In September, Kentucky Attorney General Daniel Cameron announced that a grand jury had decided not to indict any police officers for fatally shooting Breonna Taylor in her home. Activists who had been demanding for months that the police be held accountable for her death were outraged. “This is the most absurd legal maneuvering that I have ever seen,” Lonita Baker, a lawyer for Taylor’s family, said in a statement afterward.
Today, an anonymous grand juror made a startling disclosure about the controversial decision: The jury was not even given the option of indicting the officers for murder or homicide, even if they had wanted to. The disclosure came shortly after a court ruled that the anonymous juror could speak publicly about the grand-jury proceedings, which are normally kept confidential, after the juror accused Cameron of mischaracterizing the jury’s decision-making process to the public.
Grand juries are sometimes convened after police kill people, to decide whether to indict any of the involved officers for a crime like murder. The jurors listen to evidence from a prosecutor, who is supposed to explain what charges are available for them to consider. Typically, grand juries return an indictment based on a prosecutor’s recommendation.
In Taylor’s case, none of the officers who shot her in March after barging into her home in the middle of the night were charged. Cameron, the lead prosecutor in the case, announced in September that the grand jury only decided to indict an officer who fired his gun into a neighboring home during the failed drug bust, causing damage to the walls. That officer, Brett Hankison, is now facing charges of wanton endangerment.
But in a statement on Tuesday, the anonymous grand juror said that Cameron did not give the jury an opportunity to pursue homicide charges against the two officers who shot Taylor, Jon Mattingly and Myles Cosgrove. “The grand jury was not presented any charges other than the three Wanton Endangerment charges against Detective Hankison,” the juror wrote. “Questions were asked about additional charges and the grand jury was told there would be none because the prosecutors didn’t feel they could make them stick.”
The case was complicated by the fact that Taylor’s boyfriend fired a weapon at the police after they barged into the home, believing the officers were criminals. The officers responded by shooting about 20 rounds, striking Taylor, a 26-year-old EMT, multiple times. In September, Cameron said the grand jury concluded the officers were justified in killing Taylor because Taylor’s boyfriend had fired his gun first.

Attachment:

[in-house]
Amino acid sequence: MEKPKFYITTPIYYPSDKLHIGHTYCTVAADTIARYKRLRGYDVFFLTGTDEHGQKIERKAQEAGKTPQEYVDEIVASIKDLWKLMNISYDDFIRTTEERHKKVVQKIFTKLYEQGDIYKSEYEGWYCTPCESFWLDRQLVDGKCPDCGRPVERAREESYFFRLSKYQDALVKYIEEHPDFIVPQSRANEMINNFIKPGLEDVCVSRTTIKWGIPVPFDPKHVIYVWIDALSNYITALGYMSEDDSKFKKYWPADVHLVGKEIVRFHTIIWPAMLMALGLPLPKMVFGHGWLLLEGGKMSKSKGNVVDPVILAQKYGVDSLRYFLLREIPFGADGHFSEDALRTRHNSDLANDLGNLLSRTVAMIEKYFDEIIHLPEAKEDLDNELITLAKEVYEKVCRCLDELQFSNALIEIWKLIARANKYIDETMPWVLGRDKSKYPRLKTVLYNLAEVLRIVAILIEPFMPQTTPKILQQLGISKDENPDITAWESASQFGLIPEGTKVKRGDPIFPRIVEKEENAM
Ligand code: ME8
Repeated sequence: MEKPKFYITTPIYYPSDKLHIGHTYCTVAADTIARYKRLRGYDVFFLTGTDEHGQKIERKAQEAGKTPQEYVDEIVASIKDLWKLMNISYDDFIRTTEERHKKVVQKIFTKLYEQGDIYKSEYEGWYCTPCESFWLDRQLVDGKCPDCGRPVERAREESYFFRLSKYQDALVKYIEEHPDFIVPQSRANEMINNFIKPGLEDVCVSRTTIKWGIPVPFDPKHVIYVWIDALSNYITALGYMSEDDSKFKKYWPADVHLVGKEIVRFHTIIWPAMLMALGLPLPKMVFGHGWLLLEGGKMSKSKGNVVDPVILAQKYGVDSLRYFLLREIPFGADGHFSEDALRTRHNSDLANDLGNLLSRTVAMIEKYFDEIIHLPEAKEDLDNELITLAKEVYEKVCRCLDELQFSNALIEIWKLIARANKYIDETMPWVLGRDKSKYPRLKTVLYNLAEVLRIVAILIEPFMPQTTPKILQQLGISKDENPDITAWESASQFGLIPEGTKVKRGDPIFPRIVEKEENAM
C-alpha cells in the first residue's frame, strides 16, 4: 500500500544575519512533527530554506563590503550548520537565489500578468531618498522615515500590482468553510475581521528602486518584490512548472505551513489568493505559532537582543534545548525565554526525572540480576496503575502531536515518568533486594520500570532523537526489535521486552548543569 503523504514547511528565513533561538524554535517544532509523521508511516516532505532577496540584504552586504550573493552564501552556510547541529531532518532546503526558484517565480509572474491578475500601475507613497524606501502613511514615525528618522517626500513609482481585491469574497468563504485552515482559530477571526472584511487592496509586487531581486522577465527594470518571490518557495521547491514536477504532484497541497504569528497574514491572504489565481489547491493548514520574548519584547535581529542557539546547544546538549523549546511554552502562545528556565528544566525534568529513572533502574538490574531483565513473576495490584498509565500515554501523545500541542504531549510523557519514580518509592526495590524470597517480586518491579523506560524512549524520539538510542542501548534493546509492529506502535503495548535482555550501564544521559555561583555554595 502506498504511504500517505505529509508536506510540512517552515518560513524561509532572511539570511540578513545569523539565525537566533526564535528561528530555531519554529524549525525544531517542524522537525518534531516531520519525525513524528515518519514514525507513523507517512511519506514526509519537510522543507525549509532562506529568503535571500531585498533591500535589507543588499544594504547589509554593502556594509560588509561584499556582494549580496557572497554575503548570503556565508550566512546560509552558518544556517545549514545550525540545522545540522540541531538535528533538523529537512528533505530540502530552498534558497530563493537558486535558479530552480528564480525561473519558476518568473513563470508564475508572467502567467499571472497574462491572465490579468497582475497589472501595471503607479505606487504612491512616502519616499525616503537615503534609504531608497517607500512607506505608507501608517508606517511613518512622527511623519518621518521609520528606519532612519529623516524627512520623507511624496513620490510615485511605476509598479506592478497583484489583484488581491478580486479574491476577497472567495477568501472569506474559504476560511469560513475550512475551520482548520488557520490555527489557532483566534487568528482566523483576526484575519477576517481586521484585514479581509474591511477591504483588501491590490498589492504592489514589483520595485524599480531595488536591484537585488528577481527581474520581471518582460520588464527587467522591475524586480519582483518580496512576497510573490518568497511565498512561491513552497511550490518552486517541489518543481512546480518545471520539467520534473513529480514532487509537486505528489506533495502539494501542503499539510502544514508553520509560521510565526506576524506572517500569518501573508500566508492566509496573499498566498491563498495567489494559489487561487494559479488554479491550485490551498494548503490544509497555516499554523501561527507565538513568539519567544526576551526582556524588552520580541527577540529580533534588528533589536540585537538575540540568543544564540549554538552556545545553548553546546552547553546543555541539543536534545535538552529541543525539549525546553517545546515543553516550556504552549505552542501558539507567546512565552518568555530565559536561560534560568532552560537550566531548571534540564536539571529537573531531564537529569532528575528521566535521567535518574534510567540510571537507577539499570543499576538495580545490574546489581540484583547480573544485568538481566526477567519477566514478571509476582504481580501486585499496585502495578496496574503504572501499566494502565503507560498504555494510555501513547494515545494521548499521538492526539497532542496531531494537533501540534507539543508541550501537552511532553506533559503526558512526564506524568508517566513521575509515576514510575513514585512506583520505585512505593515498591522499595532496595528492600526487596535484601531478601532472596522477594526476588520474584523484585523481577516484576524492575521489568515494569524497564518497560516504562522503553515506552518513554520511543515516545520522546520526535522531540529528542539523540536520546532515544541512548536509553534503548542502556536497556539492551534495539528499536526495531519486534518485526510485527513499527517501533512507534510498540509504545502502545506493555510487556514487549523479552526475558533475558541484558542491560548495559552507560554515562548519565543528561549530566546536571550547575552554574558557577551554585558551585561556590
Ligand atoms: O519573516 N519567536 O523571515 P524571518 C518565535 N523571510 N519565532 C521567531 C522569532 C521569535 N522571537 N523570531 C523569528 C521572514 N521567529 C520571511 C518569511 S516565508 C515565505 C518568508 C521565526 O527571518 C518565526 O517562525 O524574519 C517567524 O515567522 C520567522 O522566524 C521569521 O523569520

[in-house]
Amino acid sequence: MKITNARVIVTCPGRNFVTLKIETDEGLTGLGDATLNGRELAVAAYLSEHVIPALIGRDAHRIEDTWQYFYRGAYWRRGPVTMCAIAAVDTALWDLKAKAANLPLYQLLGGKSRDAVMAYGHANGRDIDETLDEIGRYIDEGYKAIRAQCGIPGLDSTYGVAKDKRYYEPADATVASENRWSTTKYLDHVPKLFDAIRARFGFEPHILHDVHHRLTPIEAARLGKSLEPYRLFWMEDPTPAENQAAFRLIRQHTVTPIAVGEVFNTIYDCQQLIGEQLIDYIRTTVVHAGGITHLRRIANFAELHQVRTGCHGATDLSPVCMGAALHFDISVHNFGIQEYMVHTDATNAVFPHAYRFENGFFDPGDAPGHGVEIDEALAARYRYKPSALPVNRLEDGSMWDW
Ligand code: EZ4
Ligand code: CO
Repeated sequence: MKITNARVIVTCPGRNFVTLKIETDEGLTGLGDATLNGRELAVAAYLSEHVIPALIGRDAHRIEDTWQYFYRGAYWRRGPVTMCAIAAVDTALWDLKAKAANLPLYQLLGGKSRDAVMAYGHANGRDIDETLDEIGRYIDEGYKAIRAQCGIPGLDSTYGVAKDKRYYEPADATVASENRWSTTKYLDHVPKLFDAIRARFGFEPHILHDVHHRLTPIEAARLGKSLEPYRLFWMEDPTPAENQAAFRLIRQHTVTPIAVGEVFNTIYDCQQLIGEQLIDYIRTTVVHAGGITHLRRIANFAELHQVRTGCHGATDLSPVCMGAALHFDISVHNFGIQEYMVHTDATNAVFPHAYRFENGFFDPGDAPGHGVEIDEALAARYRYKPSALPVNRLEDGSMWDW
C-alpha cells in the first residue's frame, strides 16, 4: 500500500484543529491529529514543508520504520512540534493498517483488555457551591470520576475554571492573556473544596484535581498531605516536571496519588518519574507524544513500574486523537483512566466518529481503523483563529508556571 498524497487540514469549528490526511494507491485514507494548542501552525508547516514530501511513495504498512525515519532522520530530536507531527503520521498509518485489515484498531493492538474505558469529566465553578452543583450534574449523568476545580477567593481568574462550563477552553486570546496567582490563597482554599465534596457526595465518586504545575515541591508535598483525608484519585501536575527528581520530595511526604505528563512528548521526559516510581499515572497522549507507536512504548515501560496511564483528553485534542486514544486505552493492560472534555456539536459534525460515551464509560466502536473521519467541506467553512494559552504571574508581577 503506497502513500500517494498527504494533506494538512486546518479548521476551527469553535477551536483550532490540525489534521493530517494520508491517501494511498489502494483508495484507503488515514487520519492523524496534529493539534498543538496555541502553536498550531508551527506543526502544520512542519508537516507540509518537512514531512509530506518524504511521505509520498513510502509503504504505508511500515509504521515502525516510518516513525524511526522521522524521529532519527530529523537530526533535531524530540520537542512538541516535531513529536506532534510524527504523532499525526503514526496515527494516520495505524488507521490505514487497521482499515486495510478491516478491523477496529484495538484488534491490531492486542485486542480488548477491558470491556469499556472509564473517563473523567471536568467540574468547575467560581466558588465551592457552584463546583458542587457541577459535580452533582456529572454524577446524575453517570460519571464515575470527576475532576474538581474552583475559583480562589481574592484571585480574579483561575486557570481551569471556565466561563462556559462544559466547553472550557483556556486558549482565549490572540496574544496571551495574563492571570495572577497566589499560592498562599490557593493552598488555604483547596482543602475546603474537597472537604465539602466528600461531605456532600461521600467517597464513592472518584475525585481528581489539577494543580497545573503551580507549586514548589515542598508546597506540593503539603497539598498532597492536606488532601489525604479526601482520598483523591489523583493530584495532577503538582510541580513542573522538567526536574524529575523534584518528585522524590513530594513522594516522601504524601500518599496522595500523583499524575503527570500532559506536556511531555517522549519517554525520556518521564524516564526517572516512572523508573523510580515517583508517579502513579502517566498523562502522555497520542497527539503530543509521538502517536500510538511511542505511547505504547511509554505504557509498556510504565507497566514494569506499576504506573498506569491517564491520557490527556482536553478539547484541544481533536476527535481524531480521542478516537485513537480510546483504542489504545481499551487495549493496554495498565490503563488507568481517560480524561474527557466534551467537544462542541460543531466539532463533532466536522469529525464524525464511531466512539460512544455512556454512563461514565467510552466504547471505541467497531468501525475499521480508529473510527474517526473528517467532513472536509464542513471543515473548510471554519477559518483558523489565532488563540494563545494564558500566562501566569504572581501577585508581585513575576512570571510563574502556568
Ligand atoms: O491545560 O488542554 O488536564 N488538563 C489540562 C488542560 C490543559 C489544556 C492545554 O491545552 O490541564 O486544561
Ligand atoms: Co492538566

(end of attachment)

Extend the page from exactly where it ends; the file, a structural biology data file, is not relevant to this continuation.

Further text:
But the anonymous juror pushed back on that claim. “The grand jury didn’t agree that certain actions were justified, nor did it decide the indictment should be the only charges in the Breonna Taylor case,” the juror wrote. “The grand jury was not given the opportunity to deliberate on those charges and deliberated only on what was presented to them.”
In a statement this afternoon, Cameron defended his work on the case. “I remain confident in our presentation to the Grand Jury, and I stand by the team of lawyers and investigators who dedicated months of work to this case,” he wrote.
The anonymous juror first filed a motion in September for permission to speak publicly, accusing Cameron of using the grand jury as a shield to avoid accountability in the case, something Cameron’s office denied. On Tuesday, Jefferson Circuit Court Judge Annie O’Connell ruled that this was a “rare and extraordinary example of a case where, at the time this motion is made, the historical reasons for preserving grand jury secrecy are null.” A second anonymous juror has indicated a desire to speak publicly as well.